U.S. President Joe Biden and South Korean President Yoon Suk Yeol have signaled a stronger military posture amid a series of recent North Korean missile test launches and a potential nuclear test.
“Today, President Yoon and I committed to strengthening our close engagement and work together to take on challenges of regional security, including addressing the threat posed by the Democratic People's Republic of Korea by further strengthening our deterrence posture and working towards complete denuclearization of the Korean Peninsula,” said Biden Saturday at a joint press conference in Seoul, on the first leg of his six-day trip to South Korea and Japan.
“President Biden affirmed the ironclad U.S. commitment to the defense of the Republic of Korea and substantive extended deterrence,” Yoon said through an interpreter. Extended deterrence is a term that indicates the U.S. will use its full range of military capabilities, including nuclear, conventional and missile defense in defending its allies.
According to a joint statement released following the summit, the leaders agreed to begin discussions “to expand the scope and scale of combined military exercises and training on and around the Korean Peninsula” and committed to “identify new or additional steps to reinforce deterrence” amid North Korea’s “destabilizing activities.”
Military exercises between the allies were scaled back during the pandemic and as part of efforts to engage North Korean leader Kim Jong Un by the previous administrations of Donald Trump and Moon Jae-in.
Yet North Korea continues its weapons programs, with 16 missile tests this year, including its first test of an intercontinental ballistic missile in more than four years in March. U.S. officials have warned that Pyongyang may conduct additional missile or even nuclear tests while Biden is in Asia.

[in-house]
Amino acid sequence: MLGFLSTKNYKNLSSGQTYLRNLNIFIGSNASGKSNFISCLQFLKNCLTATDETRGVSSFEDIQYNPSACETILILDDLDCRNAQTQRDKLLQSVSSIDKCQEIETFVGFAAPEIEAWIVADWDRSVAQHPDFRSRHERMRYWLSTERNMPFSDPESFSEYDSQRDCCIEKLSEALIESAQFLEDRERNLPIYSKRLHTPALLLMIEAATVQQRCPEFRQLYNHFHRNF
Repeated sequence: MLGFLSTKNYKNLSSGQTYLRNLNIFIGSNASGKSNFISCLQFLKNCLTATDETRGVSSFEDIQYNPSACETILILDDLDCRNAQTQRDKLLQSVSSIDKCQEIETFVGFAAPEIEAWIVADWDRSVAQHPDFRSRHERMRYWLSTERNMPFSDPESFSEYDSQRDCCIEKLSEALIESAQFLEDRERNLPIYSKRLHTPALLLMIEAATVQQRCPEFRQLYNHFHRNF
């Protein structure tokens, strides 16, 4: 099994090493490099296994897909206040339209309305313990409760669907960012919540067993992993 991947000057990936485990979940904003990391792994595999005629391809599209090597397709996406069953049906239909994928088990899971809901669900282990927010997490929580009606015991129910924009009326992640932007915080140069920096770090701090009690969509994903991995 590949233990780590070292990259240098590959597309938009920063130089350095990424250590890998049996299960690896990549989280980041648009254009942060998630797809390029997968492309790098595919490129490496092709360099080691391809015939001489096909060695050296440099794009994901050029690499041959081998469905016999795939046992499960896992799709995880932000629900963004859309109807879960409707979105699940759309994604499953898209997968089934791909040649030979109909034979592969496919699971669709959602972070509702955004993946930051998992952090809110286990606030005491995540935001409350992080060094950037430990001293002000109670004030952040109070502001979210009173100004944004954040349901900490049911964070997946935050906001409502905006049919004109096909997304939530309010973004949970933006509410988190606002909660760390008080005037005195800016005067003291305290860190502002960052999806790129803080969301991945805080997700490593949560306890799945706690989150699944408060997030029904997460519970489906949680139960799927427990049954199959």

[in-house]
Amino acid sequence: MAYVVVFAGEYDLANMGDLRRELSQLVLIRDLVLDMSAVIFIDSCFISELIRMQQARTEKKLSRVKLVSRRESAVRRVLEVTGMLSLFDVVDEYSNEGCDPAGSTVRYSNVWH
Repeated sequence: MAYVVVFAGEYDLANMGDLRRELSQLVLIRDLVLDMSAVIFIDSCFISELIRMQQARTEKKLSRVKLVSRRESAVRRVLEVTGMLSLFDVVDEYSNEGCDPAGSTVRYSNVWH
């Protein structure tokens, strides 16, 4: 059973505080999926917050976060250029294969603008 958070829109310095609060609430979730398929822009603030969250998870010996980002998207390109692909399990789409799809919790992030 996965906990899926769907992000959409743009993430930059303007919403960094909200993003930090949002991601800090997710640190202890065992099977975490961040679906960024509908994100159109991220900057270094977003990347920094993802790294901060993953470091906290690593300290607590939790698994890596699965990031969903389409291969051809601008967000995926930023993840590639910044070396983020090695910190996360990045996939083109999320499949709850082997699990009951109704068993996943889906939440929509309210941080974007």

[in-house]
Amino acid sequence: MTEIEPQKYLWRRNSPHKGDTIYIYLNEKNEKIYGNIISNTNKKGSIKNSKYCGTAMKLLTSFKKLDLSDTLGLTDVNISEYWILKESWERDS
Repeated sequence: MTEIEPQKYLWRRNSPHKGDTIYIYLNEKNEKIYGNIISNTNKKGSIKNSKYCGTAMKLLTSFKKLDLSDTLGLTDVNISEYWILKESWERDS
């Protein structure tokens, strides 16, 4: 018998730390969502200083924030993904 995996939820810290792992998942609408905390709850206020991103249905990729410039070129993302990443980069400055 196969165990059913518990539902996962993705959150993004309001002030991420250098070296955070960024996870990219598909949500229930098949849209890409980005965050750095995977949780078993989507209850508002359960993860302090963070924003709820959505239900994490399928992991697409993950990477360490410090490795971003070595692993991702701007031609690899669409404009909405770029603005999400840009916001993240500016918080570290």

North Korean outbreak
Both leaders expressed concern over the current COVID-19 outbreak in North Korea and said they are willing to work with the international community to help Pyongyang combat the virus.
After confirming its first case of COVID-19 last week, North Korean state media Saturday reported about 220,000 new cases of an unidentified “fever” and said 66 people had died.
Experts fear the number of cases is much higher and that the outbreak would be disastrous for a country suffering from food shortages and having poor medical infrastructure. Pyongyang has not inoculated its population and has turned down vaccine donation offers from the U.N. COVAX program.
The aid offer is unlikely to be accepted, said Bong Young-shik, a lecturer at Seoul’s Yonsei University.
“By accepting external assistance, especially from South Korea and the United States, the principle of the infallibility of the supreme leadership will be greatly damaged,” he told VOA.
A senior administration official told reporters in a phone briefing that the U.S. is in discussions with China to look for ways to help North Korea as it deals with the outbreak.
Strengthening supply chain
Upon landing at the U.S. Air Force’s Osan Air Base in Pyeongtaek, around 55 kilometers south of Seoul, Friday, Biden began immediately with a tour of the nearby Samsung Pyeongtaek Campus, the largest semiconductor plant in the world. The factory is a model for a $17 billion computer chip facility Samsung is building outside Austin, Texas.
In remarks following a tour of the plant showcasing the electronics company's new 3-nanometer chips, Biden called the U.S-South Korea alliance “a lynchpin of peace, stability, and prosperity.” He and Yoon vowed to work together to strengthen supply chains of semiconductors and other critical components. There is currently a global shortage of chips – used in various electronic consumer goods and automobiles – aggravated by the pandemic.
Washington and Seoul are among each other’s largest trading and investment partners, with more than $62 billion of foreign direct investment by South Korean firms in the United States as of 2020.